"The one thing we’ve heard about Max -- the moxie, the leadership, all that -- those are all wonderful attributes for a quM. Hall (US Presswire)arterback. But the attributes you have to be able to have to be successful week in and week out over a long period of time is the ability to throw the football accurately and with velocity. And clearly, when I look at the tape, I don’t see either of those. I don’t see the ball going down the field. You see the bubble screens, the bootlegs, throwing the ball in the flat, nothing down the field. You just don’t see a skill set that projects to be a consistent NFL quarterback. Things don’t look good when you’re on the field with Max Hall. It’s that simple. I’m sure he’s a wonderful guy giving everything he’s got, but the skill set just isn’t there.

"The one thing I’m beginning to see seep in is the wide receivers not finishing their routes, not working as hard as you have to. They’re just not getting the football and when it comes their way, it is inaccurate, it’s bouncing at their feet, it’s high, it’s behind them, so receivers begin to lose the confidence in the quarterback. These aren’t things that I’m making up. These are things I look at when I see the tape. The eye in the sky doesn’t lie. You’re going to see the receivers become disinterested. They don’t want to be out there lead blocking for power sweeps and stretch running plays. They want to catch some balls. It’s an outstanding group of wide receivers. But you can see when the ball is not coming down the field, when the explosive plays aren’t designed. You’re going to lose the receiving corps."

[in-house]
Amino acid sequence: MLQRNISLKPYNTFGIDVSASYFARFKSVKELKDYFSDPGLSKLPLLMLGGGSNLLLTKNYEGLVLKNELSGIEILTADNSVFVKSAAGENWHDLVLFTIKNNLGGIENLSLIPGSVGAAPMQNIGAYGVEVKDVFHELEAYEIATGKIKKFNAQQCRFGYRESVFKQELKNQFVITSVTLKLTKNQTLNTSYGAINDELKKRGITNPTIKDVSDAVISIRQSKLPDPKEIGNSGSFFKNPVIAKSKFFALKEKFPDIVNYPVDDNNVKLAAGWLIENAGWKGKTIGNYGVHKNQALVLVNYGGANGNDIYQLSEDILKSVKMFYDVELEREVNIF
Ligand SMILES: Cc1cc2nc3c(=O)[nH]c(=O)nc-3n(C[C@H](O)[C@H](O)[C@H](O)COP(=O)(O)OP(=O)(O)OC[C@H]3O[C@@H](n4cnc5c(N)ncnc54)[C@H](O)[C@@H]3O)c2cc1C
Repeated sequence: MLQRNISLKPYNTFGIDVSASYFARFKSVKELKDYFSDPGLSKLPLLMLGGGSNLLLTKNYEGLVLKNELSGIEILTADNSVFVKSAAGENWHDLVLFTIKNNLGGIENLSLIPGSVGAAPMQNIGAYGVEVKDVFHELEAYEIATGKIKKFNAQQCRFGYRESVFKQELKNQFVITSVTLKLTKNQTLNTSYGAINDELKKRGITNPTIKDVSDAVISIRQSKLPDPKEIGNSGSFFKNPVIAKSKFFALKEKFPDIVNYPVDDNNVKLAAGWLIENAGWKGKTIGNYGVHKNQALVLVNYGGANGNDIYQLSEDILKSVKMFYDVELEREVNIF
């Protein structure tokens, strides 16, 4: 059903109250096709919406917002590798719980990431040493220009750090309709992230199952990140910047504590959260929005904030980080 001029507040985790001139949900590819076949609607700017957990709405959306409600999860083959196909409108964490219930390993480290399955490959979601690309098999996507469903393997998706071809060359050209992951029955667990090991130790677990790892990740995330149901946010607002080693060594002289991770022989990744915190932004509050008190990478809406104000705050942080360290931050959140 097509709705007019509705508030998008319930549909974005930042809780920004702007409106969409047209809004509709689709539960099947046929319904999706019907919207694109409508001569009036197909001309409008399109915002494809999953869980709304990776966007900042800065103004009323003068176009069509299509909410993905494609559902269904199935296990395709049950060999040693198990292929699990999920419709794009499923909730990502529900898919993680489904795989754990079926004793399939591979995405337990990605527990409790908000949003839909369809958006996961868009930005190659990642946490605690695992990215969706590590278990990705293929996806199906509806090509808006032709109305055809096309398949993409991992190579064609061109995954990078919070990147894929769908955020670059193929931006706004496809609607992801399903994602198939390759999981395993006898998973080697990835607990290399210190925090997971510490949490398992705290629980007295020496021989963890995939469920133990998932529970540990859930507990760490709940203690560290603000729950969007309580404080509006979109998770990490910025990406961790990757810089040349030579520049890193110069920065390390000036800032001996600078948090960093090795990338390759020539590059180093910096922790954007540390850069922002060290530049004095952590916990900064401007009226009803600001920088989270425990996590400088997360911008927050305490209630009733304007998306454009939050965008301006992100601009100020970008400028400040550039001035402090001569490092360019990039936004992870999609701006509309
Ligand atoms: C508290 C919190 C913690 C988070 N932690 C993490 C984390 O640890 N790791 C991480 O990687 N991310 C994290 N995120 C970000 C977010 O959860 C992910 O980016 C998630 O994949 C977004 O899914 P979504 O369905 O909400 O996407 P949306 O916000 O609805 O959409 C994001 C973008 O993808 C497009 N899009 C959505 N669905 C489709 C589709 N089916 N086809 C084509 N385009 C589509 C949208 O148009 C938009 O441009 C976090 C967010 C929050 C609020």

Larry Fitzgerald, in particularly, has been quite visibly frustrated at times this season. Jaws has noticed.

"I can't see Larry Fitzgerald staying in Arizona with the present status of this football team," Jaws said. "I just can't see it. . . . . Larry Fitzgerald with 29 catches is somewhat of an embarrassment for someone with that skill set. . . . In all likelihood I think Larry Fitzgerald is going to be gone."

Needless to say, Jaws believes Derek Anderson gives Arizona the best chance to win. There’s no sense in trying to develop Hall at this point because, as Jaws reminded listeners, the NFC West is still wide open.

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Posted on: October 7, 2010 9:42 am
Edited on: October 7, 2010 9:42 am
 

Hot Routes 10.07.10: Who's got a Moss hangover?


Posted by Josh Katzowitz

- We’re going to try to keep the Randy Moss chatter to a minimum (the chances of this happening? Um, 15-20 percent?), but first, Vikings coach Brad Childress said the trade for Moss had nothing to do with where Sidney Rice is in his rehab from hip surgery. The chances of people believing that statement. Um, 15-20 percent?

- Titans CB Cortland Finnegan shows some (false?) bravado by “inviting” Broncos QB Kyle Orton, who said after last week’s game that Tennessee was a dirty team, to Nashville to visit him.

- When Michael Vick returns to health, Eagles coach Andy Reid said he’ll be the starting quarterback once again. Funny, I seem to remember Reid saying something similar about Kevin Kolb after he suffered a concussion in Week 1. And how’d that work out for Kolb?

- Arizona needs to figure out its QB situation if they want to have a chance to keep Larry Fitzgerald for the long term.

- For some reason, new Panthers WR David Clowney felt the need to call out the Jets organization for its short-sightedness on him. “Maybe being here, I can actually get an opportunity to run different routes and get involved as a full, complete receiver,” he said.

- Free agent QB Chris Simms is due back in court today for a hearing on his charge of driving under the influence of marijuana. Simms had been with the Titans before the team released him last month.

- For those who care about what Patriots fans think about the Moss trade, here’s your chance to read about it. For those who don’t care, here’s your chance to ignore a fan story about Randy Moss. Choose wisely.

- Cardinals RB Beanie Wells and coach Ken Whisenhunt finally had a meeting about Wells’ playing time.

- Brett Favre might want to avoid checking out Deadspin.com tomorrow. It might not be very pretty. Here's the NY Daily News' take.